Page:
There were 15 or so bald heads inside. Tattoos. Menacing scowls. Incredulous. Maybe some of them were looking forward to their time outside the cell. A few games of handball and some fresh air. But I became an immediate priority. They were just as obligated to do their part as I was.

I stepped into the sally port, a lamb being led to slaughter. But just as the officer was removing my cuffs, he noticed the tattoo on my left wrist.

Law enforcement and correctional officers in California are well trained in identifying gang symbolism and indicia. Especially the ones who work in an environment like the hole. They are a seasoned, cunning type. Often as dangerous, if not more so, than the criminals in their charge.

But this one had mercy. Or perhaps he just didn’t feel like doing paperwork that day.

“Wait a minute. Where are you from?” he asked. “Are you a Northerner?”

Opening Statement

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I didn’t reply, and stared ahead.

“C’mon. Are you trying to get yourself killed? Get this clown out of here,” he shouted to the officers standing behind him.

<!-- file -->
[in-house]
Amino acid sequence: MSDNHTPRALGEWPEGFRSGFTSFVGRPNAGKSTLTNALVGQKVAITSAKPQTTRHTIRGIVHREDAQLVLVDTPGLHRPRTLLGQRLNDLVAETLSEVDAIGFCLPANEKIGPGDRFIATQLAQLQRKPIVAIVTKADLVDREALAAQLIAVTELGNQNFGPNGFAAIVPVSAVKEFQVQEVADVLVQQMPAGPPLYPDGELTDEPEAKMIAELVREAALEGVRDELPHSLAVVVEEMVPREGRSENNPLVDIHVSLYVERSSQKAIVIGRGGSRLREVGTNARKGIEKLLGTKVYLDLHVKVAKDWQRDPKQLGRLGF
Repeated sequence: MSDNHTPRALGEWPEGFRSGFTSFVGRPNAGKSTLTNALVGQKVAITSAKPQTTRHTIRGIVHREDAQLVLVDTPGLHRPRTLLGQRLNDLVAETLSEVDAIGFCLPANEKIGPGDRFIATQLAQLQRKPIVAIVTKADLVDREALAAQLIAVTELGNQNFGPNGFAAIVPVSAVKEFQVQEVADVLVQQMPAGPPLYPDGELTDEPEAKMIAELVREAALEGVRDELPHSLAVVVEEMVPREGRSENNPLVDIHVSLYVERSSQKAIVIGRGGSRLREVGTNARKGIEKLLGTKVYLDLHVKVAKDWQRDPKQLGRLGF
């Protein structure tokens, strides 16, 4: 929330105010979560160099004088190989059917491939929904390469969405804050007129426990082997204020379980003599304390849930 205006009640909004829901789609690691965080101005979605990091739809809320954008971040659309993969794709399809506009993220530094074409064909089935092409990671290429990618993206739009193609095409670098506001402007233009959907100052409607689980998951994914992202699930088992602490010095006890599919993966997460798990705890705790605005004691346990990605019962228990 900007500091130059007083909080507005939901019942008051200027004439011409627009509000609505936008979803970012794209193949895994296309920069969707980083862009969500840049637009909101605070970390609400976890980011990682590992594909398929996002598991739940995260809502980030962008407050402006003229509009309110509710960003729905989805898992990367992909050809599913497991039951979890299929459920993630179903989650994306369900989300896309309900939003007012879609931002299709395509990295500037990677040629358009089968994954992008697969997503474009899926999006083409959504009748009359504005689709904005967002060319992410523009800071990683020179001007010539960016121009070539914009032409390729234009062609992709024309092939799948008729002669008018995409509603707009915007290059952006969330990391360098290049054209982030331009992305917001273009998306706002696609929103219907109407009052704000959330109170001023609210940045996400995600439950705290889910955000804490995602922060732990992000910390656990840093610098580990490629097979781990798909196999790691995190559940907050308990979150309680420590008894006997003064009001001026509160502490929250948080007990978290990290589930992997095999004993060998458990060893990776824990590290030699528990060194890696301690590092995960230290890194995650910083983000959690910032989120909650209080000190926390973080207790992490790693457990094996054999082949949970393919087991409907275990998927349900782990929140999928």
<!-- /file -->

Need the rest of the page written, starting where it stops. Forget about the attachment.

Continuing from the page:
I breathed an internal sigh of relief. As brave, or in my case foolish, as one might be, no one wants to die.

I was escorted back to the block a hero. Respected in the eyes of my peers. The same tattoo that got me in deeper had saved my life.

I’ve since left the gang, and plan on removing all of my tattoos. I became disillusioned over time. Lost faith in the leadership. Hypocrites, most of them. The whole experience, I realized, was like a strange mix between junior high school and the Roman Senate. Petty. Treacherous. Although I rose through the ranks myself, and ended up in the infamous Security Housing Unit at Pelican Bay State Prison, I knew in my heart that it was over.

I think the incident that ultimately opened my eyes was when I celled up with an O.G. by the name of Wino. I’d seen moving in with him as an opportunity for advancement and indeed, it helped get me ushered into the elite inner circle. Wino was the shot caller for our gang at the prison and as his celly, I was privy to classified intel.